As to capital, it is not easy for biotech startups to obtain funding in Taiwan. Taiwan’s venture capital funds mostly invest in mature companies and impose more stringent requirements on startups. Furthermore, having accumulated more than a decade of experiences in funding biotech businesses, investors have gained a more in-depth understanding on the industry but the capital funneled into biotech firms is still insufficient. As investors are still drawn to pour fund into firms with promising technology, Series A funding is generally not a problem. However, despite lower technological risks in Series B funding, startups face the challenge as to how to enhance their market value and find experienced professional investors to support them. What’s worse is that regulatory restrictions have deterred foreign investments in Taiwan’s biotech businesses. As a result, the third and fourth rounds of financing become even more challenging, which also makes investors more conservative during earlier-stage funding.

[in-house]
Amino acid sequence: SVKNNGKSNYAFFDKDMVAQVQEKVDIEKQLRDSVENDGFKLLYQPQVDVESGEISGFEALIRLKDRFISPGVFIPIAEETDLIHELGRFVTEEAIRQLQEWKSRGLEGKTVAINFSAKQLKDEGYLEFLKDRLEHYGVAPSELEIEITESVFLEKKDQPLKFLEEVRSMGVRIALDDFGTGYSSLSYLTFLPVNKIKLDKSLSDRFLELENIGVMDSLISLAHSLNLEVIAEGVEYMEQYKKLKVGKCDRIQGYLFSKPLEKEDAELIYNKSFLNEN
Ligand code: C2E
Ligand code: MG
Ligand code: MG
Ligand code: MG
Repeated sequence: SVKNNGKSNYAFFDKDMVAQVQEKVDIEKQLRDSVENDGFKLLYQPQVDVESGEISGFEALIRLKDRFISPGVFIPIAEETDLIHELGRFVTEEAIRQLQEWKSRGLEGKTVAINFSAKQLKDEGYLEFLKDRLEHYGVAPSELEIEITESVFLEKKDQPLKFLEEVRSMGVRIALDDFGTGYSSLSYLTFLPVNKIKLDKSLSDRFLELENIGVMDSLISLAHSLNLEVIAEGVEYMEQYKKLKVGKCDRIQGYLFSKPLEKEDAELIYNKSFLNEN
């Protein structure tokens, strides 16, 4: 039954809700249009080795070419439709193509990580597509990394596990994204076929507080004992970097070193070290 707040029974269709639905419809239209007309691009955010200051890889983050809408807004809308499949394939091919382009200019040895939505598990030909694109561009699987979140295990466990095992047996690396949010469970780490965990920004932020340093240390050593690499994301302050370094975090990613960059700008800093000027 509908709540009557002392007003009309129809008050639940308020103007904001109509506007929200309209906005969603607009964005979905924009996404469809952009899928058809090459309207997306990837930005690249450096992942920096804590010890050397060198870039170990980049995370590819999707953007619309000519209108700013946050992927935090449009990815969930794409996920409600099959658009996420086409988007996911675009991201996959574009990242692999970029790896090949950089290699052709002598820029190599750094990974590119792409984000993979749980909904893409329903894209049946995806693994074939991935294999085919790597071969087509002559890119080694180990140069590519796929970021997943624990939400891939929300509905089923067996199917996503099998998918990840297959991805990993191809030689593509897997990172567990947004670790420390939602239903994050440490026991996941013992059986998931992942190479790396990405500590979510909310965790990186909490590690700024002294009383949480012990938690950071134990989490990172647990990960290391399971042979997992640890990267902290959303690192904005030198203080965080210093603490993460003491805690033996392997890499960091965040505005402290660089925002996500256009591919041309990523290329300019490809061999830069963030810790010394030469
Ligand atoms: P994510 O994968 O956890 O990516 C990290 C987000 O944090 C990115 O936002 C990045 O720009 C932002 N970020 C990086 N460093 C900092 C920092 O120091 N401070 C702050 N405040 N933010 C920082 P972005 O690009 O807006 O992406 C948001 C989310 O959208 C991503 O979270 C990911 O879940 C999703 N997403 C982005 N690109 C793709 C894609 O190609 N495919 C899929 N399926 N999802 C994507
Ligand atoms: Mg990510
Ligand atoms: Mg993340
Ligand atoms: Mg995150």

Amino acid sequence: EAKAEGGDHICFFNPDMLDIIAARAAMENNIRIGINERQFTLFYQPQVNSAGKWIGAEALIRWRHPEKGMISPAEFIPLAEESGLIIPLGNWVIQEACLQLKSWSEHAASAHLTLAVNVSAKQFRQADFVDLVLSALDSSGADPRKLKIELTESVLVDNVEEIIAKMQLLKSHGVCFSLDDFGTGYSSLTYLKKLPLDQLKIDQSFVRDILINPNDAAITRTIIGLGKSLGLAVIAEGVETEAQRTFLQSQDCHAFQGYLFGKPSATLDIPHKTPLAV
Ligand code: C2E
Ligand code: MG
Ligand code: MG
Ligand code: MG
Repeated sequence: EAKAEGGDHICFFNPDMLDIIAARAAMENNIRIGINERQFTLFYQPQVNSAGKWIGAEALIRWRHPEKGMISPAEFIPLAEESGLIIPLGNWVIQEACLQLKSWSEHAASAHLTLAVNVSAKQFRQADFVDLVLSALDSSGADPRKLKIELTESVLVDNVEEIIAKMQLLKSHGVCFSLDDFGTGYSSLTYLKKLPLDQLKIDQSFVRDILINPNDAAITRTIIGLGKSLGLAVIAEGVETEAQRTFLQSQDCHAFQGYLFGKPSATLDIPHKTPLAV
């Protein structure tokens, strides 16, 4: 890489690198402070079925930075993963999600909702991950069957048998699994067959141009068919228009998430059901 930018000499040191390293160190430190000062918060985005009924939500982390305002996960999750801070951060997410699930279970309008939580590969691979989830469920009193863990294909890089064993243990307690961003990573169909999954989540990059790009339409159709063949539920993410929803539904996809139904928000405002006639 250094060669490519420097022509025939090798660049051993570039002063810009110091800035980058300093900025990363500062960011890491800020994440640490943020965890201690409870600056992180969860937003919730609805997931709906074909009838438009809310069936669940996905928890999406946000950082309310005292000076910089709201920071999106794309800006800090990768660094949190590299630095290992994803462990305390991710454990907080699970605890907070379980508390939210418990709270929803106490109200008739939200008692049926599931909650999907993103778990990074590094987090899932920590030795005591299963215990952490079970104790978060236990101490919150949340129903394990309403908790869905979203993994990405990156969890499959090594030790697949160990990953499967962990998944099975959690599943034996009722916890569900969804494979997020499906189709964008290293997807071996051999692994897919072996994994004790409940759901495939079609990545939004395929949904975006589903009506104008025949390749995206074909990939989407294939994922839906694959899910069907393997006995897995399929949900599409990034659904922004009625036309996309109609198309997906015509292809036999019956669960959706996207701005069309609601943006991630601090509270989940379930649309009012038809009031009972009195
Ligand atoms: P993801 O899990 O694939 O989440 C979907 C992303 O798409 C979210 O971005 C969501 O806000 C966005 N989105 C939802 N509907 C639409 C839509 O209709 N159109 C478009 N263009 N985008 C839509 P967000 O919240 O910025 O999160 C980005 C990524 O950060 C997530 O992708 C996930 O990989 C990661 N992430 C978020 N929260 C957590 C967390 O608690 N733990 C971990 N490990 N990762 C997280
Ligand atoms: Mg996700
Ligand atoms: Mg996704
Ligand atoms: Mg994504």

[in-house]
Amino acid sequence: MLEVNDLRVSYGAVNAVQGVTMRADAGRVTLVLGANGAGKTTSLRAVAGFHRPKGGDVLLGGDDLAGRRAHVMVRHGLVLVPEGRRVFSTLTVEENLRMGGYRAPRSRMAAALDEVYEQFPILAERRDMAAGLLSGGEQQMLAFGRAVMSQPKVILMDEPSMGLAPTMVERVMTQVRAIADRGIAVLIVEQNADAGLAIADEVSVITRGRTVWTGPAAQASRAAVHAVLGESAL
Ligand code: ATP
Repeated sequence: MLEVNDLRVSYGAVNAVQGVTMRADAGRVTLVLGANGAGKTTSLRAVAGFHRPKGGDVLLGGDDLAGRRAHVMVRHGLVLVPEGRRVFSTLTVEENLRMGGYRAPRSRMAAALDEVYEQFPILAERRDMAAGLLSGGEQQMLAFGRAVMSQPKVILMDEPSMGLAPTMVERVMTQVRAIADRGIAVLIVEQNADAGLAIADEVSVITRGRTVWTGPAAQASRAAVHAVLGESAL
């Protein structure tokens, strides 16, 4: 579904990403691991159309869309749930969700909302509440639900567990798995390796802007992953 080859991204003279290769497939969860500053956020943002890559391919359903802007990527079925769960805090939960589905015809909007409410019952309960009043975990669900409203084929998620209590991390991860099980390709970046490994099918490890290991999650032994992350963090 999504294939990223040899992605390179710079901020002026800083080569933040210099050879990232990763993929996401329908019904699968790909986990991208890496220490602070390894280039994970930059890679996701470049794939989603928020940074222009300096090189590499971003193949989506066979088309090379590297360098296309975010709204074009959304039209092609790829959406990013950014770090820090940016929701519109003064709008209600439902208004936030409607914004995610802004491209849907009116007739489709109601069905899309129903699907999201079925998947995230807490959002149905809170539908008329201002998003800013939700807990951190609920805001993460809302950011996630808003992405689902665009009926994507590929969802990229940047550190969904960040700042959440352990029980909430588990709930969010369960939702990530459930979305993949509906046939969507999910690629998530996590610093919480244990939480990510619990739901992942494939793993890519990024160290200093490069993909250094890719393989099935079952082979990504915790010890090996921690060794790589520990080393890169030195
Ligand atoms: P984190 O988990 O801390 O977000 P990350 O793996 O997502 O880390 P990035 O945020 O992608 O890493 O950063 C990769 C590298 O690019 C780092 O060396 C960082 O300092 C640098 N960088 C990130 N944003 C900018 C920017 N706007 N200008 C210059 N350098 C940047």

The development of healthcare products is a long and risky process. It’s time consuming and capital hungry. For example, it took TaiMed Biologics 10 years to have its new drug Trogarzo approved by FDA for the treatment of multidrug resistant HIV-1 infection.
Taiwan should create a healthy investment climate and relax regulatory control